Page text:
10.
Proc Natl Acad Sci U S A ; 118(38)2021 09 21.
Article in English | MEDLINE | ID: covidwho-1412238

ABSTRACT

How does the public want a COVID-19 vaccine to be allocated? We conducted a conjoint experiment asking 15,536 adults in 13 countries to evaluate 248,576 profiles of potential vaccine recipients who varied randomly on five attributes. Our sample includes diverse countries from all continents. The results suggest that in addition to giving priority to health workers and to those at high risk, the public favors giving priority to a broad range of key workers and to those with lower income. These preferences are similar across respondents of different education levels, incomes, and political ideologies, as well as across most surveyed countries. The public favored COVID-19 vaccines being allocated solely via government programs but were highly polarized in some developed countries on whether taking a vaccine should be mandatory. There is a consensus among the public on many aspects of COVID-19 vaccination, which needs to be taken into account when developing and communicating rollout strategies.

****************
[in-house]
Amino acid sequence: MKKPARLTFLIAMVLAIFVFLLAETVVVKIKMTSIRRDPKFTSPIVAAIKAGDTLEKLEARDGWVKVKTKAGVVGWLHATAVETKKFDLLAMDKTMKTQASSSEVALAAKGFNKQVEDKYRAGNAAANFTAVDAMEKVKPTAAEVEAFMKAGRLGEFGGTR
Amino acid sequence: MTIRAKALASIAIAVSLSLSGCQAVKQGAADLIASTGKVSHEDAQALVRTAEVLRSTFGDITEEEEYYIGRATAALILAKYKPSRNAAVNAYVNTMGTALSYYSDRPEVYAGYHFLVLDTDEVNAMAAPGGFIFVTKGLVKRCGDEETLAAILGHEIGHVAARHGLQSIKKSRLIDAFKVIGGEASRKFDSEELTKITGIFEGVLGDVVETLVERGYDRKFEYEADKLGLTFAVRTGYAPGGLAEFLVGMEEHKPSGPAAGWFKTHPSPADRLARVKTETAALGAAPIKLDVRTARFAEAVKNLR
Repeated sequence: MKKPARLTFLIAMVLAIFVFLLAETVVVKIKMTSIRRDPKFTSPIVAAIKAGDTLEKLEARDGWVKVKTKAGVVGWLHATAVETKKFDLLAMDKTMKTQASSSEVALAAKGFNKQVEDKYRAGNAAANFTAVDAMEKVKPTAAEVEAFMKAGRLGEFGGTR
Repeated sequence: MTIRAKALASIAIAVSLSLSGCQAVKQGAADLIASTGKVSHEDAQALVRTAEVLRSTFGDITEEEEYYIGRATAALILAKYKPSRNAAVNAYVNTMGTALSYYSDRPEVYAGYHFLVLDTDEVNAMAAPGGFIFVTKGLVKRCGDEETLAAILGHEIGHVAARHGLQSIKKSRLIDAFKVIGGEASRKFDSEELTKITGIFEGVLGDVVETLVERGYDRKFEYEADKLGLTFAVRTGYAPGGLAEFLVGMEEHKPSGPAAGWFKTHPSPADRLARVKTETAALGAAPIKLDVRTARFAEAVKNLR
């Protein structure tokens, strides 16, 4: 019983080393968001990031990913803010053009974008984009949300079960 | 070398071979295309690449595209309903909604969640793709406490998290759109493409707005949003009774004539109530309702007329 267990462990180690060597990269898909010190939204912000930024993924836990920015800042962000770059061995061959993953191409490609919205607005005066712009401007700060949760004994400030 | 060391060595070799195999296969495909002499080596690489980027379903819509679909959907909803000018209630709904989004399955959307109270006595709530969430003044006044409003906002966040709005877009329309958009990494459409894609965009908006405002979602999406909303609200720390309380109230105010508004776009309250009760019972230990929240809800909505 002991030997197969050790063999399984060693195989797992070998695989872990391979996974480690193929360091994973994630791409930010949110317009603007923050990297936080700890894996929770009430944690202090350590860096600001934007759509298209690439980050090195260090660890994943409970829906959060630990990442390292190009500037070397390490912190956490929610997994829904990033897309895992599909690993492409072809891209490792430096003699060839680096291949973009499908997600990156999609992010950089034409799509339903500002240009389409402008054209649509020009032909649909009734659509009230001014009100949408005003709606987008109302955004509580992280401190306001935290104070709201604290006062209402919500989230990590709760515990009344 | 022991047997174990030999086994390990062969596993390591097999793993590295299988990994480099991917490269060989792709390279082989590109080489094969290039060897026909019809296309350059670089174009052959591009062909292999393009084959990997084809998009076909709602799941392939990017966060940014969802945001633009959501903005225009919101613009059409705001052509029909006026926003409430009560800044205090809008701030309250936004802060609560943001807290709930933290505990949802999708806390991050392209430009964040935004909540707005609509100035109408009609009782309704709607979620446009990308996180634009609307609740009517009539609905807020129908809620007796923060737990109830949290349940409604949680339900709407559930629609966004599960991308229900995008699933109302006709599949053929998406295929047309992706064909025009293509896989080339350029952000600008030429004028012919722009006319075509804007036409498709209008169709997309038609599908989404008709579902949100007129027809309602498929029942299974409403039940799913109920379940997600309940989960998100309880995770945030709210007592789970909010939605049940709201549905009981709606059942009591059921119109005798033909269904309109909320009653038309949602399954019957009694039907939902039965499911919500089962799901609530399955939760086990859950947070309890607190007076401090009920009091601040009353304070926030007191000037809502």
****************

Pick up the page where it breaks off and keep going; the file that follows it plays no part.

Subject(s)
COVID-19 Vaccines/administration & dosage , COVID-19/prevention & control , Public Health , Public Opinion , Vaccination/psychology , Adult , Health Personnel , Humans , SARS-CoV-2 , Surveys and Questionnaires
11.
Crit Care Med ; 49(12): e1223-e1233, 2021 12 01.
Article in English | MEDLINE | ID: covidwho-1315707

ABSTRACT